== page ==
I loved The Hunger Games trilogy, both the books and the movies, so I was very excited by the release of a new addition to the series. In the original books, the president of Pan Am is a wicked character called Coriolanus Snow. This book is a prequel and focusses on Coriolanus as a young man who is a mentor to a girl from the districts who is chosen to compete in The Hunger Games.
Initially, Coriolanus is a fairly well meaning and noble character, with some questionable motivations, but basically trying to do the right thing. I was trying to rack my brains and remember more from the original books to see if his character as an old man had proved to have redeeming goodness, because I really wanted him to keep hold of the goodness within him. As the book progressed, however we see how events affect him and how the less noble aspects of his character are fed.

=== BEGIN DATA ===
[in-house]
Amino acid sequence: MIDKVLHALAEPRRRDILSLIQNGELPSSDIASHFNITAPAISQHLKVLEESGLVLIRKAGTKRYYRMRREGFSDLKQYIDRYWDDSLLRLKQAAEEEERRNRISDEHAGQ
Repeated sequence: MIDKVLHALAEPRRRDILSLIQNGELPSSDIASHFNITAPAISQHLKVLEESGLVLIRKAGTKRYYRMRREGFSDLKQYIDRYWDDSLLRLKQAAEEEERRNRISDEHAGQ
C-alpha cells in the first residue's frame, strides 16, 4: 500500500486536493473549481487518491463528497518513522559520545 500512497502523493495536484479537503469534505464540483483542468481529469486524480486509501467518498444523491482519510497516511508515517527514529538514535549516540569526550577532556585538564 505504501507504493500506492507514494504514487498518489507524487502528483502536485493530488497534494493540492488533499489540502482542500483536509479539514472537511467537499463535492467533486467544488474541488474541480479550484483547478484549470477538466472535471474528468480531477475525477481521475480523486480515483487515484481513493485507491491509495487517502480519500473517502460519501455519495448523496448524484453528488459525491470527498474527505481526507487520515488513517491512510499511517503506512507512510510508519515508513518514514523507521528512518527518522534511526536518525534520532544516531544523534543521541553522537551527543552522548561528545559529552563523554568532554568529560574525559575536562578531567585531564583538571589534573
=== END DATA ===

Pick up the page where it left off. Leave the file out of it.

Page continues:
After having only listened to The Magnus Archives on my morning runs for so long, it was glorious to get back to a real novel, and getting my next installment was great motivation for getting up at the crack of dawn and going out running! I thought the book was very thoughtful and interesting, especially for a ‘young adult’ novel. The exploration of motivation behind totalitarian regime’s was deep and challenging.
There were a lot of songs in the book, and the narrator never attempted to sing them, so it was slightly weird just having them read out as straight prose, but I guess getting a narrator who was also an accomplished singer might have been difficult (and I guess some of the songs maybe don’t actually have tunes?). I really enjoyed the book though.